• Stricter enforcement of illegal coordination between single-candidate PACs and campaigns. 
  • Stronger enforcement of campaign finance regulations by the Federal Election Commission.  
Activists rally outside the Supreme Court on June 23, 2021 in Washington, DC.Provisions from the John Lewis Voting Rights Advancement Act: 

The John Lewis VRAA takes particular aim at the Supreme Court and federal courts, seeking to undo rulings that have struck down or weakened key components of the landmark Voting Rights Act of 1965.

Most significantly, it creates a new formula to restore the federal preclearance requirement mandating states with histories of discrimination to seek permission from the federal government before enacting new voting rules or redistricting plans. The Supreme Court struck down the previous coverage formula in the landmark 2013 Shelby v. Holder decision.

It also undoes the Supreme Court's 2021 decision in Brnovich vs. DNC, which significantly watered down the protections against race-based voter discrimination under Section 2 of the VRA.

The House version of the bill passed that chamber in late August. The Senate version, which has some relatively minor differences, was filibustered by all but one Senate Republican in November.  

  • Reverses the Supreme Court's new "guideposts" and standards from the Brnovich decision that make it harder for plaintiffs to prove racial discrimination under Section 2 of the Voting Rights Act. 
  • Enshrines judicial precedent and legislative history to strengthen efforts to draw majority-minority districts under the parameters of the Voting Rights Act.  
  • Restores the federal preclearance regime that the Supreme Court struck down in Shelby. The bill creates a new coverage formula that requires states with recent histories of voting rights violations.  
  • Takes aim at the federal courts by requiring judges to explain their reasoning in emergency rulings they take up on the so-called shadow docket, and tries to limit judges' from relying solely on the proximity to the election in deciding emergency cases on election rules, known as the Purcell principle.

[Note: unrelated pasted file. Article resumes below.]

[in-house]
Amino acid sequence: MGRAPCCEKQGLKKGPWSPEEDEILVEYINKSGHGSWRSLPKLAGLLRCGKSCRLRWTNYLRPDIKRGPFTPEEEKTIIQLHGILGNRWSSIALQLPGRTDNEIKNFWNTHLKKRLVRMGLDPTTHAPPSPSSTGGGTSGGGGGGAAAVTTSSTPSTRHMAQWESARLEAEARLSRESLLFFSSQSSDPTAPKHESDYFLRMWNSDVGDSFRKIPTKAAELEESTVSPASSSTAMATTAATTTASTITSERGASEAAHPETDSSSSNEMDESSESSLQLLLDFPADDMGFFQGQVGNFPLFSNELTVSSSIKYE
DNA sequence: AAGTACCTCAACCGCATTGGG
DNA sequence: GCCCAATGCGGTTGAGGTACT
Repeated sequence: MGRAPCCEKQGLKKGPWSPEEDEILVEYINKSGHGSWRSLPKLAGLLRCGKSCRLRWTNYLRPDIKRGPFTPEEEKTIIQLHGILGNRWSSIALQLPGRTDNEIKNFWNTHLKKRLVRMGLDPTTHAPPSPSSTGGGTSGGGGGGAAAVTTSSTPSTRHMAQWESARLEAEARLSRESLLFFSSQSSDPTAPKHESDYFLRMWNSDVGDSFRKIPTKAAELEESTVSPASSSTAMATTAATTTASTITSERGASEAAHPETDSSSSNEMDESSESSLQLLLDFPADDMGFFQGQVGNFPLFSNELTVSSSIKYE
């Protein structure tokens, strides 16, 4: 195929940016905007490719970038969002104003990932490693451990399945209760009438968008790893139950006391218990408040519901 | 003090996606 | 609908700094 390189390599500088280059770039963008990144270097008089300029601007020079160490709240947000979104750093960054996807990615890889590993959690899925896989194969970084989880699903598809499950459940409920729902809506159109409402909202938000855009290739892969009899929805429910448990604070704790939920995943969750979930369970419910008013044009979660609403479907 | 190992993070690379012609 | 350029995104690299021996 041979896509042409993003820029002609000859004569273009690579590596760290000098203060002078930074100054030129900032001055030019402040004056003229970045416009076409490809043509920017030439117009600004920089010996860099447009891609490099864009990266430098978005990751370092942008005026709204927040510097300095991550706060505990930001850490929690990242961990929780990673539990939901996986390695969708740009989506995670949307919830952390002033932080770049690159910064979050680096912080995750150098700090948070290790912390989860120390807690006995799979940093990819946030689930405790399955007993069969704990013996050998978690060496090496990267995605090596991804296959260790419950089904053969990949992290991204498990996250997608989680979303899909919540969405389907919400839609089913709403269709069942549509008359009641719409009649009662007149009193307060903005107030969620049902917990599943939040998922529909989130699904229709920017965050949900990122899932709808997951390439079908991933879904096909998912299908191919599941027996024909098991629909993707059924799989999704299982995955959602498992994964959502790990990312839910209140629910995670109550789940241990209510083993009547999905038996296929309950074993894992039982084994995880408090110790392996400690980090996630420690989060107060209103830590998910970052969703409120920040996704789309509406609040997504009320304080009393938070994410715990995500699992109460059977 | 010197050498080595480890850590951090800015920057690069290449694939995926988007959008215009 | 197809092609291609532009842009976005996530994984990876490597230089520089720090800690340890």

• The Senate version of the law also includes the Election Worker and Polling Place Protection Act, which provides greater federal protections for election workers against harassment and intimidation. 
  • The Senate version further tacks on the Native American Voting Rights Act, a bill that strengthens voting rights and voter protections for voters in Indian Country. 
House Speaker Nancy Pelosi and Vice President Mike Pence during a joint session of Congress to count the Electoral College votes on January 6, 2021.What about the Electoral Count Act? 

If these two bills fail, as expected, the best chance for serious election reform may be an update to the Electoral Count Act of 1887, which governs how Congress counts electoral votes and seeks to provide a pathway for Congress to resolve disputed elections. 

In the year since the January 6 insurrection, experts from across the political spectrum have called for Congress to modernize the 19th-century law after former President Donald Trump and his allies exploited its ambiguities to try to pressure former Vice President Mike Pence to overturn Trump's Electoral College loss. 

In particular, experts have advocated for Congress to clarify that the vice president's role is strictly ceremonial, clarify the standard for raising objections, (especially in cases where states have submitted just one uncontested slate of electors), and raise the bar for the number of lawmakers needed to raise an objection.